This paper, Pectus Excavatum and Heritable Disorders of the Connective Tissue, make the connective tissue and Ehlers-Danlos connection:
It seems clear that several patients affected by pectus excavatum display a typical association with connective tissue disorders, which may span from mild form like simple laxity without morbidity associated, to more severe forms such as MFS and Ehlers-Danlos syndrome
This paper also mentions “Highly arched palate with dental crowding” which is common in pyroluria and seems to be related to low levels of zinc.
The image below illustrates a moderate/severe form of pectus excavatum.
Vitamin B6 and high homocysteine
With regards to vitamin B6, one of the other key nutrients needed for pyroluria, one paper, Pectus carinatum repair in an adolescent with hyperhomocysteinaemia: Anaesthetic implications reports a case of a 14-year-old boy with high homocysteine. his level was 18.5 μmol/l (normal levels are within 7–10 μmol/l). He was treated with folic acid, Vitamin B6 and B12 supplements. Is this common in all cases of chest wall deformities? I don’t know but it would interesting to find out.
Pectus excavatum: social anxiety and depression
There are some older studies that report mental health symptoms, including social anxiety are common. In this 1999 paper, Funnel chest. Psychological and psychosomatic aspects in children, youngsters, and young adults, they report these reactions in children older than 11:
embarassment reactions, social anxiety, feelings of stigma, limited capacity for work, orientation towards failure, reduced tolerance of frustration and temptation, limited capacity for communication and even markedly depressive reactions are observed.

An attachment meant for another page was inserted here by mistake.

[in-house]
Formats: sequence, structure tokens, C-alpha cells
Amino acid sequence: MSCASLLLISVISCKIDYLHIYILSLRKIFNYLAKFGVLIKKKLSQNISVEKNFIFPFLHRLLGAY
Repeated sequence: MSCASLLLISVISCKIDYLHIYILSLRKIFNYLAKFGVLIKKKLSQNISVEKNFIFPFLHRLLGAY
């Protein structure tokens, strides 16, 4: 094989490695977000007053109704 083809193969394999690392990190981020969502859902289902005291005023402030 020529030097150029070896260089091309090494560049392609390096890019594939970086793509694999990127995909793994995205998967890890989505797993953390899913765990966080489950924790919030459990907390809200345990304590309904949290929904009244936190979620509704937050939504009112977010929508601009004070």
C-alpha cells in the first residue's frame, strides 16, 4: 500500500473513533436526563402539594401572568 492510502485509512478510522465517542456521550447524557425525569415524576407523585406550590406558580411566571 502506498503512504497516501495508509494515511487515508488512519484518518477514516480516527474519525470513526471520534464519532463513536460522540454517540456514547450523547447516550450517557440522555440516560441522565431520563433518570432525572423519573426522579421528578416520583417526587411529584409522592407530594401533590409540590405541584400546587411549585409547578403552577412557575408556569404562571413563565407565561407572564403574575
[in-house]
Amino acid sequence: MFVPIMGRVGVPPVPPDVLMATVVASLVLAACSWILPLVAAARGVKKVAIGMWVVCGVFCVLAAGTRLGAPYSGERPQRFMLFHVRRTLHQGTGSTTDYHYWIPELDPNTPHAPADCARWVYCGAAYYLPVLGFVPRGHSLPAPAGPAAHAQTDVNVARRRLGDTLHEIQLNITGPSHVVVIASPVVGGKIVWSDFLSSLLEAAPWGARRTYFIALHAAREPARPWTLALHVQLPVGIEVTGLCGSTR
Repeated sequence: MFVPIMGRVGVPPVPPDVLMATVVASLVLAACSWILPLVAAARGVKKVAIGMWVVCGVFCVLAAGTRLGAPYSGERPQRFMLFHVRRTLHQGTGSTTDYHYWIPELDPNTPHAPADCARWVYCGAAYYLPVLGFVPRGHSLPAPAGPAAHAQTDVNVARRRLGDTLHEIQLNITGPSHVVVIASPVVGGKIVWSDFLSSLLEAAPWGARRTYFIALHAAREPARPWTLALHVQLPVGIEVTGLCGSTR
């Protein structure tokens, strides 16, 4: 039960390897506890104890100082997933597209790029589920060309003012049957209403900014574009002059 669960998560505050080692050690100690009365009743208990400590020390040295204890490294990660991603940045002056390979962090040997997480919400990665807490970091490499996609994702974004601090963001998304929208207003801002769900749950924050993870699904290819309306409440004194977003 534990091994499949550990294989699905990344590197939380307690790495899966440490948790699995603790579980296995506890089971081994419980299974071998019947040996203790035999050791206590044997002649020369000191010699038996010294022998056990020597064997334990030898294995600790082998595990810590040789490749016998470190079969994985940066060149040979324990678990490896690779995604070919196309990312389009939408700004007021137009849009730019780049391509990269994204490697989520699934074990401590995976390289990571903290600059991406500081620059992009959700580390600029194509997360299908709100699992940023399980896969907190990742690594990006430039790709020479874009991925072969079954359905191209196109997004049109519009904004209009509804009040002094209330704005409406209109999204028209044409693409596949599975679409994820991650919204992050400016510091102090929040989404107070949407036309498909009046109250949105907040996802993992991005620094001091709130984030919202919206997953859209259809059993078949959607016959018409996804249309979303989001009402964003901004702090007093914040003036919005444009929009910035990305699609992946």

It’s understandable that the physical manifestations of this condition would lead to some of these feelings but I have to question how much of this could also be related to low zinc and low vitamin B6. Both nutrients are needed for easing pyroluria/social anxiety symptoms and making neurotransmitters such as serotonin.
Other than trying to make some connections with the research, when this question was asked on facebook, a number of people said they (or a family member) has both pyroluria and pectus excavatum.
If you do have pectus excavatum and pyroluria, getting on the pyroluria protocol will:
- ease some of the social anxiety and depressive symptoms
- very likely lead to less pain and discomfort
- very possibly prevent further connective tissue issues
- feasibly prevent pectus excavatum in future children or perhaps reduce the severity in the instance where zinc is a factor (this one is a long shot that I feel is worth further research)
I’d love to gather more information and am looking for feedback so please do share your symptoms and experiences in the comments. Let us know if you or your child or other family member has pectus excavatum and any of the following:
- A score 15 or more on the pyroluria questionnaire and/or suffer from social anxiety
- Have low zinc
- Have low B6 (poor dream recall or nightmares is a clue)
- Have high homocysteine i.e. above 10 μmol/l
- Ehlers-Danlos syndrome or joint hypermobility
- Dental crowding
Resources for you
- My book The Antianxiety Food Solution (my Amazon affiliate link) has an entire chapter on pyroluria. Read it and become a savvy health-advocate for yourself. Share a copy with your doctor and point out the references.
- Here is a blog if you’re new to pyroluria and the associated conditions.
- Here is the pyroluria questionnaire.
- You can find the pyroluria products in my supplement store here.